For the urban Indian saddled with time constraints, online supermarkets are turning out to be the new messengers of effective e-commerce. What makes them click among many consumers, especially office-going couples in metros and big cities, is the convenience they offer in terms of hassle-free shopping and savings on time and money commuting to malls and kirana stores.
The past two years alone have witnessed the emergence of a number of such websites looking to grab a spot in the consumer’s daily basket. Players such as LocalBanya, Greencart, BigBasket, EkStop, ZopNow, Eazygrocery and Onekirana promise to make grocery shopping quick and convenient for e-consumers, and, in turn, are recording a month-on-month topline growth in the range of 15-30% as per estimates. Customer retention, too, stands at an encouraging 70-80%.
It’s no wonder then that investor interest in the sector has remained intact. While Accel Partners, Qualcomm Ventures and Unilazer Ventures have already infused considerable funds into the segment, their initial success has prompted the businesses to seek more funds. LocalBanya, for instance, is on the verge of raising another round of funds to scale up operations; BigBasket, too, is in talks with investors to raise an additional R250-300 crore.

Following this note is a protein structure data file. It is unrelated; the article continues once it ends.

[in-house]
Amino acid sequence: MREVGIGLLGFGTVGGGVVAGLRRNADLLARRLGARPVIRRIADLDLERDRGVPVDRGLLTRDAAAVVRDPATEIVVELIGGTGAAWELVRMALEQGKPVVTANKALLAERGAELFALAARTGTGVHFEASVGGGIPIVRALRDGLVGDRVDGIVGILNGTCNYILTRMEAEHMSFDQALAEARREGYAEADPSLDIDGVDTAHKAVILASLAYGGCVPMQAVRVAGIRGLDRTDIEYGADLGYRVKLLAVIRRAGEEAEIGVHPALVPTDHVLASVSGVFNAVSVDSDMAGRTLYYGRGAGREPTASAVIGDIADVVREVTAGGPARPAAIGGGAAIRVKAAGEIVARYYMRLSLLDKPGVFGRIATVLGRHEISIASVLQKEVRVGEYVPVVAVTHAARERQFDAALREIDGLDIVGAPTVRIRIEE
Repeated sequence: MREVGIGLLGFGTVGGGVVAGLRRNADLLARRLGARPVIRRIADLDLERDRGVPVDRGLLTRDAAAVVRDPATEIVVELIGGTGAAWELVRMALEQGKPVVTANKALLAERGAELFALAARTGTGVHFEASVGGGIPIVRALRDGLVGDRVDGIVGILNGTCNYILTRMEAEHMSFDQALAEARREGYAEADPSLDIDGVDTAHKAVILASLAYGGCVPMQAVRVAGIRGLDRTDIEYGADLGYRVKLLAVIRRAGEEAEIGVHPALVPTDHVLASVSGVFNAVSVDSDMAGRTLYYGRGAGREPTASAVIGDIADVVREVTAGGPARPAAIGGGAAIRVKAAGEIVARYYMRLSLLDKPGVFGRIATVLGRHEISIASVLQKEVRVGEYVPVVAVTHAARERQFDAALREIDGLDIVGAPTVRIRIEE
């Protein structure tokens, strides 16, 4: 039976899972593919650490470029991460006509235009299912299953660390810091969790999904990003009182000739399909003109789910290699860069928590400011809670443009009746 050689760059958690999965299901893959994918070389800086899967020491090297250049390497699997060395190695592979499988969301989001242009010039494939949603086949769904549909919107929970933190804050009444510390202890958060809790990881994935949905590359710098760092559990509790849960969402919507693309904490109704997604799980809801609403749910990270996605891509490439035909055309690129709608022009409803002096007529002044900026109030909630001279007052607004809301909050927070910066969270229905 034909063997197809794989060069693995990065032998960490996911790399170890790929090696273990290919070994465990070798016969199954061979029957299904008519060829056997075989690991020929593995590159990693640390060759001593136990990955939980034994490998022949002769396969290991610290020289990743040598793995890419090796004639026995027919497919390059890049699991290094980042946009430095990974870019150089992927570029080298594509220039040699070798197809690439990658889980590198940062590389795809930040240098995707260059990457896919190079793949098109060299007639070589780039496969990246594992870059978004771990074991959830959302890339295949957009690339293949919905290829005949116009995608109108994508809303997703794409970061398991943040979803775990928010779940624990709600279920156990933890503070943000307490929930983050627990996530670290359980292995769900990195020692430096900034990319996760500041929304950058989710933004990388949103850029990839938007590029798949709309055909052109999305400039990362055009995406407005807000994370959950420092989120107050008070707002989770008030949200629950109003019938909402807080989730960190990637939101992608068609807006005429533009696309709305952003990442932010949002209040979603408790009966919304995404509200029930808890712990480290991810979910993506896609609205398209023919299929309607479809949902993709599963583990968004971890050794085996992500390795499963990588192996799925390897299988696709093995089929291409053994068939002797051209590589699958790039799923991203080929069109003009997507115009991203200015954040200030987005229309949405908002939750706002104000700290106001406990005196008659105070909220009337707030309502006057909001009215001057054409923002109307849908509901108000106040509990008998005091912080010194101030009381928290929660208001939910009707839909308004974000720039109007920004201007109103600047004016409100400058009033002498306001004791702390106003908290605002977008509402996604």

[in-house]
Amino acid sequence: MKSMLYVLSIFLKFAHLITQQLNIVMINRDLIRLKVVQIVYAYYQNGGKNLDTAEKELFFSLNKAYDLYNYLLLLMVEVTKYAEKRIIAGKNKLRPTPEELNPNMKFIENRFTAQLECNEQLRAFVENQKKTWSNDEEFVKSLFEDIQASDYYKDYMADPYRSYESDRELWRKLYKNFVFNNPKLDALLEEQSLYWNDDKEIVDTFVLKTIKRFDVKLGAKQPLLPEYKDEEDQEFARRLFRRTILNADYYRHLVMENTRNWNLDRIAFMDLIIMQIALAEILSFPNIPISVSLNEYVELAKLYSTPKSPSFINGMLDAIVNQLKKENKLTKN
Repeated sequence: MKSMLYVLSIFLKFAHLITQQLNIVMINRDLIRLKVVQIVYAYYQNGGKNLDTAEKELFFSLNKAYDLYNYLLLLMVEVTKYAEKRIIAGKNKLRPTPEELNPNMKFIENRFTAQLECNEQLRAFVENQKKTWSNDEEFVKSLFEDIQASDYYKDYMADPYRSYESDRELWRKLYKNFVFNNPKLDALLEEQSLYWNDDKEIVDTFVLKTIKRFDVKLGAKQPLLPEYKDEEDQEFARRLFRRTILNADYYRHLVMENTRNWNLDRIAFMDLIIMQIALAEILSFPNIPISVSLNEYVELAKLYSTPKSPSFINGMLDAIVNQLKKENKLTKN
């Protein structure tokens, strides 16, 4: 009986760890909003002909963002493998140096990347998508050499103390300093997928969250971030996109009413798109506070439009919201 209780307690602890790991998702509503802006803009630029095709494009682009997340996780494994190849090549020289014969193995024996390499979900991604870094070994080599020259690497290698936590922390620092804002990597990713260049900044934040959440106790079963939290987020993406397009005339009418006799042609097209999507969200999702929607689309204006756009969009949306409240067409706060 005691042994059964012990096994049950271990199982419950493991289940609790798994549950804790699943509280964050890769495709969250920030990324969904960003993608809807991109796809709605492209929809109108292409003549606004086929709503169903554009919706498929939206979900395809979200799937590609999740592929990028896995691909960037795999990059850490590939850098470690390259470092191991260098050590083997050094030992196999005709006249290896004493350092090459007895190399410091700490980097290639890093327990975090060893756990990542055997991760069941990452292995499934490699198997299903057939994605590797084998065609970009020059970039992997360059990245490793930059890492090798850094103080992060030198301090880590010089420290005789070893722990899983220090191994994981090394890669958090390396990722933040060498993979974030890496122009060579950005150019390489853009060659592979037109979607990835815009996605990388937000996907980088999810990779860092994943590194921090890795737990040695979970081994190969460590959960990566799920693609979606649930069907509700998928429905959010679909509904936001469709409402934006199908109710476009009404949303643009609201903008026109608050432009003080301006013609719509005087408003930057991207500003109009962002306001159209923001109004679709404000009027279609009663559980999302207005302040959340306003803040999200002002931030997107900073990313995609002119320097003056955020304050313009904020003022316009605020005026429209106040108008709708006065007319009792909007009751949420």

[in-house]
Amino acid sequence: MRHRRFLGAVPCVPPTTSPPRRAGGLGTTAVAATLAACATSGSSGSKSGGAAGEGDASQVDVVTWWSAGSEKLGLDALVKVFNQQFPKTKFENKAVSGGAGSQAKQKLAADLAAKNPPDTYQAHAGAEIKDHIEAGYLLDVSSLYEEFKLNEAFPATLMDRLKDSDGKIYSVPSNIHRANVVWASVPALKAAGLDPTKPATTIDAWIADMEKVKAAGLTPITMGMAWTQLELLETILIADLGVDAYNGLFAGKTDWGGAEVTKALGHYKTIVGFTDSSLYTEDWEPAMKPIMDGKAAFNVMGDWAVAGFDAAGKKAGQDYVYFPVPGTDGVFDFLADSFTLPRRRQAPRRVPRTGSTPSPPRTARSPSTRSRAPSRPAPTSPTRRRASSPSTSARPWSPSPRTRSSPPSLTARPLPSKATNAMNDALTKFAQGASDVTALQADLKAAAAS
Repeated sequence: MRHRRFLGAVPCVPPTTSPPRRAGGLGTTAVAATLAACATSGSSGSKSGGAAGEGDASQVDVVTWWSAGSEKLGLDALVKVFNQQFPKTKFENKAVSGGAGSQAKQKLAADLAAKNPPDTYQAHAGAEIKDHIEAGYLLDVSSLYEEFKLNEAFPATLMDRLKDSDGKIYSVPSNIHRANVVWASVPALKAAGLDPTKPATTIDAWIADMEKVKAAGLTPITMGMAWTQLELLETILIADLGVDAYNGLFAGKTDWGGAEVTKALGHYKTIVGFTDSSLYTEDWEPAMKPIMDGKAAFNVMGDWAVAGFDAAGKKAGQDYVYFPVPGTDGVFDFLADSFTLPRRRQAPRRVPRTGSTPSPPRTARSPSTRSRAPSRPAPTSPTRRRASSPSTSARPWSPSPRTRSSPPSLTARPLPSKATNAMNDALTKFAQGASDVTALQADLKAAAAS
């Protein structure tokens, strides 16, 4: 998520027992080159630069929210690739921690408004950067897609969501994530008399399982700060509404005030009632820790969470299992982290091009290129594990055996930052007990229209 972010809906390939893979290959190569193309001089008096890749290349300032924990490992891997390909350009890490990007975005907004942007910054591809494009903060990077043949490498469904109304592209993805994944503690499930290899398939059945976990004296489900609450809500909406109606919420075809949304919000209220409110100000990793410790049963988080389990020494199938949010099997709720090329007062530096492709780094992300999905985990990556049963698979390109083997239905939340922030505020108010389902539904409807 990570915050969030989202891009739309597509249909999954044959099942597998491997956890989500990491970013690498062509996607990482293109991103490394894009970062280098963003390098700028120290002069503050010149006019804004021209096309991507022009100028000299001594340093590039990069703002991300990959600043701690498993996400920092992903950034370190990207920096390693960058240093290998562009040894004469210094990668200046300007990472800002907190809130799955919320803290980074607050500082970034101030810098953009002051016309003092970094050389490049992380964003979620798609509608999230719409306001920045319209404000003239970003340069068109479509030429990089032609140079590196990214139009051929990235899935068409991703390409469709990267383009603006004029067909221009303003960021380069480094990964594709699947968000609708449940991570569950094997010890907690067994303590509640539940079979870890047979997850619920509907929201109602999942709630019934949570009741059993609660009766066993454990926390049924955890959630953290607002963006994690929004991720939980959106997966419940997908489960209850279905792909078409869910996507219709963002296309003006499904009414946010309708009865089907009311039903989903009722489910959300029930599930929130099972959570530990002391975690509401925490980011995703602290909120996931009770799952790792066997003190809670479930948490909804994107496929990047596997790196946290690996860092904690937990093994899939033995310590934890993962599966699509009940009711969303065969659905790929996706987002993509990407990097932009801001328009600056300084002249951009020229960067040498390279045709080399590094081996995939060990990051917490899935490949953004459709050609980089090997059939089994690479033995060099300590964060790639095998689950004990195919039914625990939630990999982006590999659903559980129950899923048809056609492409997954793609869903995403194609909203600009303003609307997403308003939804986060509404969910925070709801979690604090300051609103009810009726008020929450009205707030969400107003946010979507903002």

While consumers are offered the luxury of choosing from an assortment of over 10,000 products — anything from staples and imported food products to kitchenware — delivered at their doorstep, the online supermarkets see value in remaining online, despite a meagre net margin of 8-15%. This is because of the money saved on rent for physical stores and multiple warehouses, which otherwise gobbles up over one-tenth of the sales turnover.
While these businesses are weaving success stories, their biggest challenge remains in stitching together an efficient procurement and distribution network and ensuring time-bound delivery. Since the businesses thrive on ‘enhancing customers’ shopping experiences’ more than anything else, this becomes all the more important. Every store works with about 20-300 suppliers, depending on their offerings.
“We are looking at a gradual scale-up. We are cracking the logistics problem and that is where the money is going. Last-mile delivery becomes complicated, as you are dealing with perishables,” says Amit Naik, co-founder of Mumbai-based online grocery store LocalBanya.com.
Launched in June 2012, LocalBanya clocks over 500 daily transactions, with an average ticket size of R1,400. The company has recorded a month-on-month topline growth of 30% and plans to launch private label products in the staples’ segment soon.